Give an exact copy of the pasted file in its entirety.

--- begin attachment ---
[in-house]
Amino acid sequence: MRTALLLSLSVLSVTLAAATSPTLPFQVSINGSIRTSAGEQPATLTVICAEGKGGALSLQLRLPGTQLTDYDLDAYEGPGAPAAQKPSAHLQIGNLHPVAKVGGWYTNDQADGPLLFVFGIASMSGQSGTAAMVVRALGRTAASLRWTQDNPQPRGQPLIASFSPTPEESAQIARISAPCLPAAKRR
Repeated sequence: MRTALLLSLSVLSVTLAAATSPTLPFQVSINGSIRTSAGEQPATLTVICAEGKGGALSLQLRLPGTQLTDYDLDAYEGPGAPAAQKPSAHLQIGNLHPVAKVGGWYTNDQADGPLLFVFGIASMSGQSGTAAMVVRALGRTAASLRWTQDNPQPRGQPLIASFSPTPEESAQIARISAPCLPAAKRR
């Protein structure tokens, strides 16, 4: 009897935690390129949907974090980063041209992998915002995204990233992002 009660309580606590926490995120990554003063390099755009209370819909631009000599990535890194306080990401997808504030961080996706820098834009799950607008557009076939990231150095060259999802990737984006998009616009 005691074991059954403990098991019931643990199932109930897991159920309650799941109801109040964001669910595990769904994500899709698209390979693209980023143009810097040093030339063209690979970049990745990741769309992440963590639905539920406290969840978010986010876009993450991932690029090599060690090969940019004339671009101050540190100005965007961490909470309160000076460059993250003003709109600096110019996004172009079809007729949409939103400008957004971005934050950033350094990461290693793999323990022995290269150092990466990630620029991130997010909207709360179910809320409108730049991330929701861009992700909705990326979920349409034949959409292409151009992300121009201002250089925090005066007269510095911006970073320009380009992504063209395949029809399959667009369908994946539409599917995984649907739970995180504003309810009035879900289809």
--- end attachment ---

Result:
[in-house]
Amino acid sequence: MRTALLLSLSVLSVTLAAATSPTLPFQVSINGSIRTSAGEQPATLTVICAEGKGGALSLQLRLPGTQLTDYDLDAYEGPGAPAAQKPSAHLQIGNLHPVAKVGGWYTNDQADGPLLFVFGIASMSGQSGTAAMVVRALGRTAASLRWTQDNPQPRGQPLIASFSPTPEESAQIARISAPCLPAAKRR
Repeated sequence: MRTALLLSLSVLSVTLAAATSPTLPFQVSINGSIRTSAGEQPATLTVICAEGKGGALSLQLRLPGTQLTDYDLDAYEGPGAPAAQKPSAHLQIGNLHPVAKVGGWYTNDQADGPLLFVFGIASMSGQSGTAAMVVRALGRTAASLRWTQDNPQPRGQPLIASFSPTPEESAQIARISAPCLPAAKRR
């Protein structure tokens, strides 16, 4: 009897935690390129949907974090980063041209992998915002995204990233992002 009660309580606590926490995120990554003063390099755009209370819909631009000599990535890194306080990401997808504030961080996706820098834009799950607008557009076939990231150095060259999802990737984006998009616009 005691074991059954403990098991019931643990199932109930897991159920309650799941109801109040964001669910595990769904994500899709698209390979693209980023143009810097040093030339063209690979970049990745990741769309992440963590639905539920406290969840978010986010876009993450991932690029090599060690090969940019004339671009101050540190100005965007961490909470309160000076460059993250003003709109600096110019996004172009079809007729949409939103400008957004971005934050950033350094990461290693793999323990022995290269150092990466990630620029991130997010909207709360179910809320409108730049991330929701861009992700909705990326979920349409034949959409292409151009992300121009201002250089925090005066007269510095911006970073320009380009992504063209395949029809399959667009369908994946539409599917995984649907739970995180504003309810009035879900289809």